Charting a path to prosperity, the Texas way
As Texas looks toward the bicentennial of its founding as an independent republic in 1836, the state faces no shortage of challenges that must be overcome to ensure the continued prosperity of all Texans.
Here’s the good news.
Texas 2036, a nonprofit, nonpartisan public policy organization, is dedicated to crafting modern solutions grounded in research and data on issues that matter most to all Texans.
“Shaping Our Future: A Strategic Framework for Texas” is the product of years of hard work by Texas 2036. Endorsed by the 36 members of its board, this framework is offered as a free resource to Texas officeholders, influencers and the public interested in tackling the most pressing challenges facing the state before the bicentennial.
With its updated and now interactive dashboard, state policymakers and the public can measure Texas’ progress against three dozen benchmark goals linked to the long-term success of our state and people in the decades to come.
Consider the following areas where the state must confront pressing challenges:
Education and Workforce
Too few Texas students are achieving educational success. In the 2021-2022 school year, only 50% of third graders could read on grade level. Today, fewer than one in three high school graduates go on to obtain a post-secondary credential within six years of graduation.
Health and Health Care
Rising prices have made health care unaffordable, even for those with insurance. Three in five Texans have said that they skipped care due to cost — including 56% of insured Texans.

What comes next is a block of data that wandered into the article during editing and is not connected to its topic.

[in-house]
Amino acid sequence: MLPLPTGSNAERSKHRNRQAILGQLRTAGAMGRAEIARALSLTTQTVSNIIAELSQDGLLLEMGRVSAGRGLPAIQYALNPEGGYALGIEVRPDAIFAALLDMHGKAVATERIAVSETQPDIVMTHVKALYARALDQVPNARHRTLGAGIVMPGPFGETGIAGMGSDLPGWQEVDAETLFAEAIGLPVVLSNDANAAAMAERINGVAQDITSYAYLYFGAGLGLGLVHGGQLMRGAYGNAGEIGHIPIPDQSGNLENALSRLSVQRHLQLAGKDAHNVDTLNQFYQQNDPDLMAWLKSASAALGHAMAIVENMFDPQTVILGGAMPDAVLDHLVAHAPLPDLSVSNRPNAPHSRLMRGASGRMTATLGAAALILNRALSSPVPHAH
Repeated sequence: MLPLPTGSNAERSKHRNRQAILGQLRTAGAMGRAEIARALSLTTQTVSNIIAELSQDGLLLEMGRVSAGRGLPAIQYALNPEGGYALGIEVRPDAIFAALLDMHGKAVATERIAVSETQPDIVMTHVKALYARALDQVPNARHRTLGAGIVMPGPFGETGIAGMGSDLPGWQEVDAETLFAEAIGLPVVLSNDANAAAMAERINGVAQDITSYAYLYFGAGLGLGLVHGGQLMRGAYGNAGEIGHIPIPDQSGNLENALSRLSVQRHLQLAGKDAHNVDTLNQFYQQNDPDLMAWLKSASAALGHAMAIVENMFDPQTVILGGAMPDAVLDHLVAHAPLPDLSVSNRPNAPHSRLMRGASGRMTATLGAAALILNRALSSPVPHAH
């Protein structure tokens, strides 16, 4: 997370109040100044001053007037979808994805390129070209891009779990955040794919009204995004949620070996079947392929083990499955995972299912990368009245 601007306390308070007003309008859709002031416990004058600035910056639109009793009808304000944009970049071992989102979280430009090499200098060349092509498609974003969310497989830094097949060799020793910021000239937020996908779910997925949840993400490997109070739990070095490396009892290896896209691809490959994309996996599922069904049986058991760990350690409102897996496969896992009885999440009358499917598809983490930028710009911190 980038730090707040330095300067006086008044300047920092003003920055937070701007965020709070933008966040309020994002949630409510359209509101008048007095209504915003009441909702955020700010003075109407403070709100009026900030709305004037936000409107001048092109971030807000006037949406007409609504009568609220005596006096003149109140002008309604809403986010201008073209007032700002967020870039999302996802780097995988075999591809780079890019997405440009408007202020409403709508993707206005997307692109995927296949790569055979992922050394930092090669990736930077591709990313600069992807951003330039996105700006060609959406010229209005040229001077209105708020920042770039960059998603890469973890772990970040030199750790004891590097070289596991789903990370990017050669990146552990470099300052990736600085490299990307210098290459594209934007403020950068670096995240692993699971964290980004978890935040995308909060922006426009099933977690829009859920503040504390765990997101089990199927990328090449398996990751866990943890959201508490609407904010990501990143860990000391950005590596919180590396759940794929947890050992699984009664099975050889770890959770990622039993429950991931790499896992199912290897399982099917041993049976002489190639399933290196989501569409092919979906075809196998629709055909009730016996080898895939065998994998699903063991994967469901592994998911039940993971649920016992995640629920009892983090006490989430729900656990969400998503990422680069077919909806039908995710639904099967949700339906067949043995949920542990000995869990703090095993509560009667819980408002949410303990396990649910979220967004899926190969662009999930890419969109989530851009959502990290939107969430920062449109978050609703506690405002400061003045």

Projected demand for water will increase to 19.2 million acre-feet by the 2070s. Unfortunately, the amount of available water supplies will diminish to 13.8 million acre-feet in the 2070s due to sedimentation of our rivers and lakes and depletion of groundwater resources.
Texas’ population is projected to increase by nearly 25% by 2036 to more than 38 million residents, putting Texas’ broadband and energy infrastructures to the test. Approximately 3 million Texas households lack any access to high-speed internet service — indicating further work must be done to close the digital divide.
Justice and Safety
Clearance rates in Texas criminal and civil courts are declining, indicating that our courts are falling further behind in providing justice to victims, defendants, litigants and communities.
Texas has relatively high revenue volatility compared to peer states. Volatile and inconsistent revenue sources can contribute to unstable budgeting environments, weakening the capacity to fund critical government services consistently.
Texas 2036 has gladly made this significant investment with one expectation — that it will lead Texas leaders to measure gaps and frame key questions to help set priorities in the next legislative session and in the years leading up to the bicentennial.
Let’s make 2036 a celebration of Texas’ success in meeting and overcoming these challenges.